Similarly, where an employee is a whistle-blower, they may have an automatic unfair dismissal claim and then the settlement agreement and any correspondence and conversations surrounding it, will not be afforded the veil of protection and may be used in evidence as part of a tribunal claim, should the employee decide to reject the settlement on offer.
ACAS has published its own guidance on settlement agreements. It sets out examples of "inappropriate behaviour" on the part of employers that would result in the settlement agreement and any correspondence and conversations surrounding it not being legally protected.
Because of the potential pitfalls involved in offering a settlement agreement, we recommend that appropriate legal advice is obtained before doing so.
With the Six Nations championship due to start tomorrow, Law Donut has been asked to explain the laws of rugby in the same clear way that we explain legal minefields such as shareholder disputes and divorce settlements. We are happy to oblige. Rory MccGwire, founder of Atom Content Marketing and the Donut sites, is a rugby coach and a (very) amateur ref:
Whenever I watch rugby on TV, and whenever I referee a match, there are screams of "Referee!?!" from all sides. So here are 12 laws to explain why, sometimes, referees blow their whistles, and why other times they let play carry on. Let's start with the more simple rules:
With thanks to Andy Nelson, Chris Groves and Tony "Specsavers" Rigg (all from St Brendans RFC in Bristol), and Chris Smith and Emma Jones, all of whom can share the blame for anything contentious. And for those of you who want to remind me that women also watch, and play, rugby (and, in the case of the England team, with much more success than the men), the male pronoun is just for ease of writing. Honest.
The annual workplace Christmas party is traditionally a way for colleagues to celebrate their successes over the past year and let their hair down in the build up to the holidays.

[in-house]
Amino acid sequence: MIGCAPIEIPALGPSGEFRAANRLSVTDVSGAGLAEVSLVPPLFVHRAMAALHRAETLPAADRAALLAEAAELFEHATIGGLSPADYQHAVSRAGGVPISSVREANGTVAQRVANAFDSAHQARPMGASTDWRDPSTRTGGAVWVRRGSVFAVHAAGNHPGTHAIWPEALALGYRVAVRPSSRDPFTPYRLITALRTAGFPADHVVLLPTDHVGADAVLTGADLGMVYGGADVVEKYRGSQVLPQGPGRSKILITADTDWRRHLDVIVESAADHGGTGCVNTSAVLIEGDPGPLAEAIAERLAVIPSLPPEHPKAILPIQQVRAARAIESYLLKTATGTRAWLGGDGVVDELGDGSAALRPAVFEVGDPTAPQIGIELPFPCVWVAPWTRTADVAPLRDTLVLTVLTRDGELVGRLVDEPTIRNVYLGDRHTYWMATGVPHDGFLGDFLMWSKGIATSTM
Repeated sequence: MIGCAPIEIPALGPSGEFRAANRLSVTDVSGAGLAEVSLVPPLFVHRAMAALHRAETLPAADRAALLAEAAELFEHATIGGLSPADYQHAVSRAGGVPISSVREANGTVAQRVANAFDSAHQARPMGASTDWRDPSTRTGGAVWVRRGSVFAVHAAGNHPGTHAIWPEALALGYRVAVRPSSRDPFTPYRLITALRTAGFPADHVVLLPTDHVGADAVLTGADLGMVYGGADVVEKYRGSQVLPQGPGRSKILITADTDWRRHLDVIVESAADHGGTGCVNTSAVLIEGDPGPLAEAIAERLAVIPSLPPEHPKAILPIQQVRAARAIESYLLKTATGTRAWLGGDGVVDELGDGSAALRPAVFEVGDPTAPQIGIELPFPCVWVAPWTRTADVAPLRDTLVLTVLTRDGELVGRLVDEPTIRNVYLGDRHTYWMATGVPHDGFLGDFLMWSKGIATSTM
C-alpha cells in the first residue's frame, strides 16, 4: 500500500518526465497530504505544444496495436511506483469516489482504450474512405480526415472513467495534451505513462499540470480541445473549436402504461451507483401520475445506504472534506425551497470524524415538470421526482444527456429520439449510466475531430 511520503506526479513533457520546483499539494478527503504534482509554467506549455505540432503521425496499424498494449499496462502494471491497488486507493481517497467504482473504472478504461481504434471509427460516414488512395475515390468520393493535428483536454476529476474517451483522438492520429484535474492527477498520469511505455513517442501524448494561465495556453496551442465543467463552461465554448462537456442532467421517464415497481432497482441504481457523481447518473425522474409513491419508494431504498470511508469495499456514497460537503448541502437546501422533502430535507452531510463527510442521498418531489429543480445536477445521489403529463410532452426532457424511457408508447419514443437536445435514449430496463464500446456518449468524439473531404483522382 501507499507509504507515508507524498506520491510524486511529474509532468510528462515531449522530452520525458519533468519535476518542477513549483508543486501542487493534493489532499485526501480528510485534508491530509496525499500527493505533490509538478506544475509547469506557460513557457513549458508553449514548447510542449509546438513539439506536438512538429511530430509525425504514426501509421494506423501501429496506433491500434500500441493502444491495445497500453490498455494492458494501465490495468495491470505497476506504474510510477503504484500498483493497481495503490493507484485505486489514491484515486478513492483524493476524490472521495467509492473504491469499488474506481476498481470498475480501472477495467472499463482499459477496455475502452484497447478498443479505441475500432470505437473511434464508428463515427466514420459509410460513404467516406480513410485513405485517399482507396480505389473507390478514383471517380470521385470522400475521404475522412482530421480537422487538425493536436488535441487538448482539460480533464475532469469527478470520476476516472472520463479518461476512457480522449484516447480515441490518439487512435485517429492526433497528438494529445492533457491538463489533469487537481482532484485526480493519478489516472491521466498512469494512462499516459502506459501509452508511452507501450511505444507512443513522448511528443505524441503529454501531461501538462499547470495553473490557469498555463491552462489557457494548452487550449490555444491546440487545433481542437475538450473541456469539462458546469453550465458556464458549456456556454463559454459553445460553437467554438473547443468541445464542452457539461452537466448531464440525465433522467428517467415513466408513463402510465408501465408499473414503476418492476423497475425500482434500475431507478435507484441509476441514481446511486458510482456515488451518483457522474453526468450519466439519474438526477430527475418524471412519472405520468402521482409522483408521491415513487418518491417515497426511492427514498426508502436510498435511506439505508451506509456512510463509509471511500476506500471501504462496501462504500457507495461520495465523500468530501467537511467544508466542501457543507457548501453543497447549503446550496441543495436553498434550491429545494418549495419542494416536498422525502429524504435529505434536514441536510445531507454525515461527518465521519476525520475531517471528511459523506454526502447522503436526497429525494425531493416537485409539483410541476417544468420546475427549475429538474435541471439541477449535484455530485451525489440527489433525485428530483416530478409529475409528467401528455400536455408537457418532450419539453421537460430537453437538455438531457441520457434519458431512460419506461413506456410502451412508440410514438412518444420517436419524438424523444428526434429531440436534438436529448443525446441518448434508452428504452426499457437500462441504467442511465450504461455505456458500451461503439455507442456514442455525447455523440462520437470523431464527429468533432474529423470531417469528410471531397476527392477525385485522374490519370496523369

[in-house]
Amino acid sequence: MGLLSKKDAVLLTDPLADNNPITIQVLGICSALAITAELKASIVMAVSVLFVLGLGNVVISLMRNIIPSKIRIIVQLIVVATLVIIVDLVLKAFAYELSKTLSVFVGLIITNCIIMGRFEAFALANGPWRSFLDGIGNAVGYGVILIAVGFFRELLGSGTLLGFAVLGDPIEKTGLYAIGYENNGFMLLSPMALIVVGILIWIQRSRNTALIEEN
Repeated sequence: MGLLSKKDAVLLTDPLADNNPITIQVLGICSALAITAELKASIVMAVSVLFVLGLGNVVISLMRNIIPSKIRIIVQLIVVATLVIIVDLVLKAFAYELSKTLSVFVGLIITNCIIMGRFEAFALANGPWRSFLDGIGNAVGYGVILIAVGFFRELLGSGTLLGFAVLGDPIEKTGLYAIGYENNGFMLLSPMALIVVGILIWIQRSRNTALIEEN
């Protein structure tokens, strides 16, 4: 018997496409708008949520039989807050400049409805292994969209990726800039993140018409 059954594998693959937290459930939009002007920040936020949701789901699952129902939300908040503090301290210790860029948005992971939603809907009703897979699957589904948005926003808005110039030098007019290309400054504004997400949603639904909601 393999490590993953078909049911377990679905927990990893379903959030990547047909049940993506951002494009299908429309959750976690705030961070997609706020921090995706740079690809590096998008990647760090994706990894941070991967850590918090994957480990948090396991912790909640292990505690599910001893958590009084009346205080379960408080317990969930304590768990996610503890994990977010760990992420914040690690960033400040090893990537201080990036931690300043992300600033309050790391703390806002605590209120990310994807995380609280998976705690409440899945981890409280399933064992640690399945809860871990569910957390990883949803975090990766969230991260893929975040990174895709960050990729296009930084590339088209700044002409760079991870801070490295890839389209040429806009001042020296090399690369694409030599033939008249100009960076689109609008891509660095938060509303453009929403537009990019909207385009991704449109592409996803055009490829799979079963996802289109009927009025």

Although some businesses put on a lavish event, often it's just a meal with a few drinks. The majority of these work "dos" are appreciated by employees and go without a hitch, but occasionally problems do arise and employers can be held vicariously liable, because the party will generally be considered to be an extension of the workplace. Avoid a litigious start to the new year by guarding against some of the main issues.
Some of the most clichéd Christmas party shenanigans, such as asking a colleague for a kiss under the mistletoe or distributing photocopies of one's posterior, can potentially lead to sex discrimination or sexual harassment claims under the Equality Act 2010.
Sexual jokes, remarks, so-called "banter" or simply mild flirtation may cause offence or discomfort and employers should ensure that party attendees are aware of the boundaries. Suggestive "selfies" or risqué photos taken at a party and circulated on social media by colleagues can also lead to headaches that continue beyond the hangover. Even a sexually suggestive "Secret Santa" gift can lead to legal problems.
Case in point: Livesey v. Parker Merchanting Ltd .
Although mass consumerism has diluted its origins for many, Christmas is still a Christian religious festival and some of the traditions may potentially cause offence to people who follow other religions, atheists and agnostics.
Under the Equality Act 2010, employers must ensure that staff who hold different religious or philosophical beliefs do not suffer discrimination at a work Christmas party. This might mean providing non-alcoholic drinks (eg for teetotalers or Muslims), halal or kosher meat, vegetarian or vegan meal options. If the event is being framed specifically as a Christmas party, attendance should not be mandatory (ie to avoid causing offence to anyone who does not celebrate Christmas).
Case in point: Elgedawy v Hanover Park Commercial Ltd.
These are the other protected characteristics, on grounds of which it's unlawful to discriminate under the Equality Act 2010, and employers should take reasonable steps to ensure that staff are not affected by "banter" or inappropriate humour relating to any of these characteristics. Furthermore, if any employees with disabilities are attending, disabled access should be provided at the venue. And if partners are invited, "plus one" invitations should not make assumptions about gender.
Case in point: Nixon v Ross Coates Solicitors & Anor .
Whether the work Christmas party is held on or off-site, the employer will generally still be responsible for the health and safety of their attending employees under the Health and Safety at Work etc Act 1974. As alcohol is often involved, the likelihood of slips and trips can increase, and there is even the possibility of high spirits taking a change of direction and ending up in a fight. Employers should also consider how their staff members will get home safely. Another health and safety concern relates to food, and employees with certain food allergies should be catered for.
Case in point - Westlake v ZSL London Zoo.